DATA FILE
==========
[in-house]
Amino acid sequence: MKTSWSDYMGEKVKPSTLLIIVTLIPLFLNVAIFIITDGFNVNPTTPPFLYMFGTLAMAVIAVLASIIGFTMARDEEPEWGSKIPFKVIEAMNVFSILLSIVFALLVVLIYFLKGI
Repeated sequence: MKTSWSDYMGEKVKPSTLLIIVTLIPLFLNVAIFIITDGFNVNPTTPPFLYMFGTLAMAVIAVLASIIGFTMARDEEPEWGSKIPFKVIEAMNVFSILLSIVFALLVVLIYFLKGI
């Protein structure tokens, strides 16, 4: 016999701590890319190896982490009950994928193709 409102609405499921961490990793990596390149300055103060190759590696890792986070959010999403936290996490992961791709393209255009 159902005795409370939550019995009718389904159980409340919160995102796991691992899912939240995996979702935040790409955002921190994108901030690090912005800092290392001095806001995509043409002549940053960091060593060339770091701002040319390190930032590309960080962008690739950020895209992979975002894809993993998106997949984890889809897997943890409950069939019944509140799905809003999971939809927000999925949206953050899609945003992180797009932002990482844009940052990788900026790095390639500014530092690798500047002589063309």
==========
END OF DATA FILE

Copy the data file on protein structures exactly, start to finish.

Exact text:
[in-house]
Amino acid sequence: MKTSWSDYMGEKVKPSTLLIIVTLIPLFLNVAIFIITDGFNVNPTTPPFLYMFGTLAMAVIAVLASIIGFTMARDEEPEWGSKIPFKVIEAMNVFSILLSIVFALLVVLIYFLKGI
Repeated sequence: MKTSWSDYMGEKVKPSTLLIIVTLIPLFLNVAIFIITDGFNVNPTTPPFLYMFGTLAMAVIAVLASIIGFTMARDEEPEWGSKIPFKVIEAMNVFSILLSIVFALLVVLIYFLKGI
């Protein structure tokens, strides 16, 4: 016999701590890319190896982490009950994928193709 409102609405499921961490990793990596390149300055103060190759590696890792986070959010999403936290996490992961791709393209255009 159902005795409370939550019995009718389904159980409340919160995102796991691992899912939240995996979702935040790409955002921190994108901030690090912005800092290392001095806001995509043409002549940053960091060593060339770091701002040319390190930032590309960080962008690739950020895209992979975002894809993993998106997949984890889809897997943890409950069939019944509140799905809003999971939809927000999925949206953050899609945003992180797009932002990482844009940052990788900026790095390639500014530092690798500047002589063309």